Hey Colin, thanks for doing this with me. I really like your most recent style of illustrations. Are you doing more of that work lately?
Some. The commissioned work has been close to 50/50 in terms of jobs commissioned in the old style versus commissions in the new style.
Do clients specify which style they'd like you to work in?
Yes. Usually they've figured that out before they call. Although, I had one client not too long ago who didn't have a preference either way because he liked both styles. So he left it up to me which is pretty cool.
How is business these days? Has the economy influenced the amount of work you're getting?
Yeah, it's definitely a tougher job market in the post 9/11 world. I've had to work a lot harder to get the jobs, plus I just moved not too long ago from Baltimore to the Minneapolis area. I think some jobs were lost as a result of the move.
Do you enjoy what you're doing Colin?
I enjoy the work (Painting!). The business aspect can be a pain in the ass at times especially when it keeps me from the painting.
How do you get yourself in the mood to paint?
Good question. Some days it isn't easy because it takes a lot of dedication, time and just plain hard work to be good at this discipline. A part of getting myself in the mood (or right frame of mind) comes from the inspiration of others. Not just painters. Sometimes sculptors, film directors, musicians, basically other creative sorts. Another part comes from desire to see a certain vision through to the end and to have a finished piece of art that I can hopefully be proud of. And I suppose a final part comes from fear of failure. Meaning that I sometimes procrastinate on a project (usually my own paintings, not so much on commissioned pieces perhaps because the client's deadline motivates me to complete the project on time) to a point where it worries me and therefore I just start working. This is not necessarily the best way to get started since my motivation comes from fear and not creativity but at least it gives me a starting point.
If you could be doing anything you wanted, what would that be?
Probably to be a film director. I love movies. I've contemplated going back to school for film on occasion (usually when I'm having a slow week!). Anyone who wants to can e-mail me for my list of favorite films. The list has become fairly extensive!
It would also be nice to be a professional golfer but you have to have the skill. That's why I'm a illustrator/painter.
Colin, is there a great divide between illustrators and painters? Or do you all just get along?
This is a tough question. I'm sure you could ask this of an unlimited number of different painters and illustrators and never get the same answer twice. But I'll try to answer it the best way I can.
Certainly in this day and age many illustrators are also painters. Meaning, I suppose, that as illustrators they work on commissioned commercial projects and as painters they do their own work for the purpose of gallery sale or exhibition. In my opinion the divide in these two worlds today comes from the top of the painting world. Meaning that the critics at the top of the fine arts/gallery scene still make distinctions about who they're willing to accept into their "art society" and who they're not. Or more importantly who should be counted in the context of modern art history and who should not.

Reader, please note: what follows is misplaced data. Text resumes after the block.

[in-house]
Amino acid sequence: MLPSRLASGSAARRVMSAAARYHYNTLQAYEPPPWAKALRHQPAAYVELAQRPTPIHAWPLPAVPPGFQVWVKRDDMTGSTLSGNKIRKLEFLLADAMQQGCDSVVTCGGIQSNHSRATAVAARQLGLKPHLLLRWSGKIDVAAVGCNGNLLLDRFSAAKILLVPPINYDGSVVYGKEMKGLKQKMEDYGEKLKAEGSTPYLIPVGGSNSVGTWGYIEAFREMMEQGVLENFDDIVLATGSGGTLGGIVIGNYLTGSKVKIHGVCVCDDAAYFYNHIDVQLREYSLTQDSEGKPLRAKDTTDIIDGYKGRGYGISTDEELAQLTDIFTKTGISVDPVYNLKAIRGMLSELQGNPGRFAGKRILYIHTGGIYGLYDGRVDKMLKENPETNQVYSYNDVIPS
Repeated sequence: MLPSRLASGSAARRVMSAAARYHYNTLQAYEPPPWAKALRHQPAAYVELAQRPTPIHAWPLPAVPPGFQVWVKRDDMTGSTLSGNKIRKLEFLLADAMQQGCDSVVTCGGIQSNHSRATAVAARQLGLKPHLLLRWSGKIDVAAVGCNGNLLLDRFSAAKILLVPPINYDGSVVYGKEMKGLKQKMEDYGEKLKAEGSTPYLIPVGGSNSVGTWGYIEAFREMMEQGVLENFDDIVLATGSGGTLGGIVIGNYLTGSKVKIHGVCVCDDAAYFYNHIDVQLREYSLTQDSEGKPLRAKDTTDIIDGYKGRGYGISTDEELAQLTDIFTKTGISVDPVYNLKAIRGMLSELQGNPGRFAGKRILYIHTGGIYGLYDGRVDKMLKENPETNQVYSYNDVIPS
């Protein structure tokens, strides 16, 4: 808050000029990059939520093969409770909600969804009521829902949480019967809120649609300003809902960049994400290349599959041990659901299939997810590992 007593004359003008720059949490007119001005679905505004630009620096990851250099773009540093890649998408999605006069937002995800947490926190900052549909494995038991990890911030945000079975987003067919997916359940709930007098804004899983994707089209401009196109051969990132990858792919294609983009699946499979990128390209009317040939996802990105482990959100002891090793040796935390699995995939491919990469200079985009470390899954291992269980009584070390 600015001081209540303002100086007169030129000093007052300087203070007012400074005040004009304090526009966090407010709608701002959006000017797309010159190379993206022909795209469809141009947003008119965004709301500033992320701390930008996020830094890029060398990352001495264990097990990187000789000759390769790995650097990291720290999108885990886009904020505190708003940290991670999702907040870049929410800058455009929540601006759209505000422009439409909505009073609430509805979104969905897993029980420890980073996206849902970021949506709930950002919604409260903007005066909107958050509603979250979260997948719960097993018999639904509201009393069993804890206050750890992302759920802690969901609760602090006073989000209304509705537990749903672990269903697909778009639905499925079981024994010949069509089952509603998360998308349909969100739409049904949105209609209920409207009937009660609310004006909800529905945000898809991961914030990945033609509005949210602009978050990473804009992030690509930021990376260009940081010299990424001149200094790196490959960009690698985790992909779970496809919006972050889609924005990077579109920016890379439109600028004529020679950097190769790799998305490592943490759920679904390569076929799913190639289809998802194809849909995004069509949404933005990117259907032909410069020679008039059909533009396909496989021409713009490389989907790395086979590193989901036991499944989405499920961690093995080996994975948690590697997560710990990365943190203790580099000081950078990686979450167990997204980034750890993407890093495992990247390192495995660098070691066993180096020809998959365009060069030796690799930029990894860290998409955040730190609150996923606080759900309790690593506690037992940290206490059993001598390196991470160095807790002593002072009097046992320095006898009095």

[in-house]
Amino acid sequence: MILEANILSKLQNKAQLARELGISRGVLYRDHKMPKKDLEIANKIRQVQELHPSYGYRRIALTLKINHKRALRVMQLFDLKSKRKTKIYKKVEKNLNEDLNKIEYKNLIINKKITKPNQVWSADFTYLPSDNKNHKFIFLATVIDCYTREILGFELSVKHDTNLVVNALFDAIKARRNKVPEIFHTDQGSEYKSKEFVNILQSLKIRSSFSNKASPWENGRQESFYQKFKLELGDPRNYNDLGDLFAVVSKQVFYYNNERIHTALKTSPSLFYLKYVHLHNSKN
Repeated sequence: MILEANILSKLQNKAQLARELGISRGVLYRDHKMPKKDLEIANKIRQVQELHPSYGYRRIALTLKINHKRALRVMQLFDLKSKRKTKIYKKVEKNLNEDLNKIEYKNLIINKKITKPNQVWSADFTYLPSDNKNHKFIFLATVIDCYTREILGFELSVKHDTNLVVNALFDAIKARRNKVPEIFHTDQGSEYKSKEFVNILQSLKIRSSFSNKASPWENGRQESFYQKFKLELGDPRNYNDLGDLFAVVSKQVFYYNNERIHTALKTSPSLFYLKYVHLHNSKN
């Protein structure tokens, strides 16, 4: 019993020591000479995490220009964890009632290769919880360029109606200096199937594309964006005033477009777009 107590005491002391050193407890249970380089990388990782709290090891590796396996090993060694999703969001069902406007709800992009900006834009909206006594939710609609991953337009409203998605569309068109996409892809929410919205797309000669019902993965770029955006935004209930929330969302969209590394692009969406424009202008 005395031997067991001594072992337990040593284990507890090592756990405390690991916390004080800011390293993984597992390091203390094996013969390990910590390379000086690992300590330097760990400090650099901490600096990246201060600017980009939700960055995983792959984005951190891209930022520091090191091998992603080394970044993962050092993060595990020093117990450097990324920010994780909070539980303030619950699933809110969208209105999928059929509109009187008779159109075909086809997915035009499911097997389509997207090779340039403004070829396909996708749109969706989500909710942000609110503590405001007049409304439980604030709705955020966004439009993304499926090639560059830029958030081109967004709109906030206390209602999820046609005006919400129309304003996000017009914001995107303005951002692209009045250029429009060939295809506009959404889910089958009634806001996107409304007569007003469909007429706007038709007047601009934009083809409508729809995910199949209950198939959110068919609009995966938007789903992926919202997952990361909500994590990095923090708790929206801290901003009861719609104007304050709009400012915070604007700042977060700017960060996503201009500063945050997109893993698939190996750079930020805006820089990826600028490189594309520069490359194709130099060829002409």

This distinction still leaves many great artists (whether they be painters, illustrators, outsider artists, etc.) out of the loop in the higher levels of the fine arts world. Basically, many of the artists excluded are included here in your interview section (Mark Ryden, Shag, Gary Baseman, etc.) or in the pages of magazines focusing on art outside the mainstream such as Juxtapoz.
Hopefully, it will only be a matter of time before mainstream art critics give this art coming from outside the mainstream it's due in an art history context. Excluding the elitist critics and painters in the fine arts world that may hold the same view as the elitist critics the rest of us don't need to be told that artists like Ryden, Joe Coleman, Chris Mars, The Clayton Brothers, etc. are great artists. We already know it!
Besides, some of the aforementioned artists have already had pieces excepted into permanent collections of certain high profile art museums. Chris Mars for example had one of his pieces purchased by The Minneapolis Institute of the Arts here in Minnesota. The Clayton Brothers have shown their work with artists generally considered to be in the fine art mainstream. Some of this is already beginning to change.
So, the difference may not be so much between painters and illustrators as it is between painters/illustrators and the elitist critics that have the power/ability to give these artists the proper due and place that they deserve in the context of history and the modern art world.
Any big plans for 2004?
Well, I'm currently working on a series of 100 paintings which combine both of my styles. So that's keeping me really busy at present. The paintings are primarily for gallery shows. All will hopefully appear on my web-site at some point before the end of the year. Although, some examples of this type of work appear in conjunction w/ this interview.
Yup, here they are. Hey, thanks again Colin, you're a peach!
All artwork © Colin Johnson